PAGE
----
Practising presence and not productivity during this global lockdown

“Before enlightenment; chop wood, carry water. After enlightenment; chop wood, carry water.” — Zen Kōan

We carry our past forward with us, we yearn for something in the future and all the time we miss what is in front of us at all times.  Life is beautiful right in front of us at every moment. Focusing on this moment right now prevents the mind from drifting to wants, needs and desires. It nudges us into a state of receptivity by releasing any attachment to outcomes.

Why is this relevant? It teaches us to be aware of the transience of visual forms. That being is more important than doing…

“Doing is never enough if you neglect Being. The ego knows nothing of being but believes you will eventually be saved by doing. If you are in the grip of the ego, you believe that by doing more and more you will eventually accumulate enough ‘doings’ to make yourself feel complete at some point in the future. You won’t. You will only lose yourself in doing. The entire civilization is losing itself in doing that is not rooted in Being and thus becomes futile.” Eckhart Tolle

Although Live-In Care may not be a ‘glamourous’ profession, practising presence and not productivity during this ‘global lockdown’ is a way to appreciate the extraordinary miracles in relatively ordinary life. We are blessed to have free will and can choose to change our perspective – create a new normal… 

When you engage in everyday tasks in a meditative, contemplative way, we clear our energy to receive downloads which bring us a step closer to engaging with the invisible and internal aspects of our true self. The external and the visible acts remain constant – the body is busy but the mind is still

“Taking your attention away from your goal brings you into a state of receptivity. This is the deeper purpose for releasing attachment. ”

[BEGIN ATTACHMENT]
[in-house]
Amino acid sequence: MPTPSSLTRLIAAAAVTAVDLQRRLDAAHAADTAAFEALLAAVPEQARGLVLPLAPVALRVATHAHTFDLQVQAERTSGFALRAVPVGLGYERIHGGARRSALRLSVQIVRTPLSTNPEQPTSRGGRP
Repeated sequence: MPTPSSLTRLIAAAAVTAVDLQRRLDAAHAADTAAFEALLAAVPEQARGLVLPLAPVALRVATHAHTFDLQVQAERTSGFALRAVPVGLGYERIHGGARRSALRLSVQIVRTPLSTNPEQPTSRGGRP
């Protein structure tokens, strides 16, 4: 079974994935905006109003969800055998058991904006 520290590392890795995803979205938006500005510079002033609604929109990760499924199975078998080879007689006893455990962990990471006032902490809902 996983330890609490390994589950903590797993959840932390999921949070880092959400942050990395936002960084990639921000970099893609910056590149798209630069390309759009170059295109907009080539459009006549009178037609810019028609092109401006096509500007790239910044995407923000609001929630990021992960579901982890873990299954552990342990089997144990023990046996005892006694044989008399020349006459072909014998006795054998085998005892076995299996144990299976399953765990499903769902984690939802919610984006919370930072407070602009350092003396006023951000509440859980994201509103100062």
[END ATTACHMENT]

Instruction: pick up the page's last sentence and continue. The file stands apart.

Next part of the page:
from the Wisdom of the Oracle Divination Cards by Colette Baron-Reid

Chores become less mundane and instead of resisting and loathing the repetitive daily routine, you can choose gratitude for the small things – like all the physical attributes that enable you to work in the first place-

Some may say that a good meditation routine is enough to keep you present but there is no point in gaining clarity of mind if you lose it as soon as you become active! It needs to be built into your day, a re-creation of habitual activities that keep us centred with the intent to find presence. Focusing on a task stops the mind from wandering and confirms that multitasking is overrated!

“Put your heart, mind, intellect and soul even to your smallest acts. This is the secret of success.’ Swami Sivananda

Three months is a long time to be in the service of a vulnerable client. If we open our awareness of the tasks in our lives, they suddenly become lighter. When we are able to be in the moment, we no longer feel compelled to watch the clock… Wood is chopped. Water is carried. Life happens.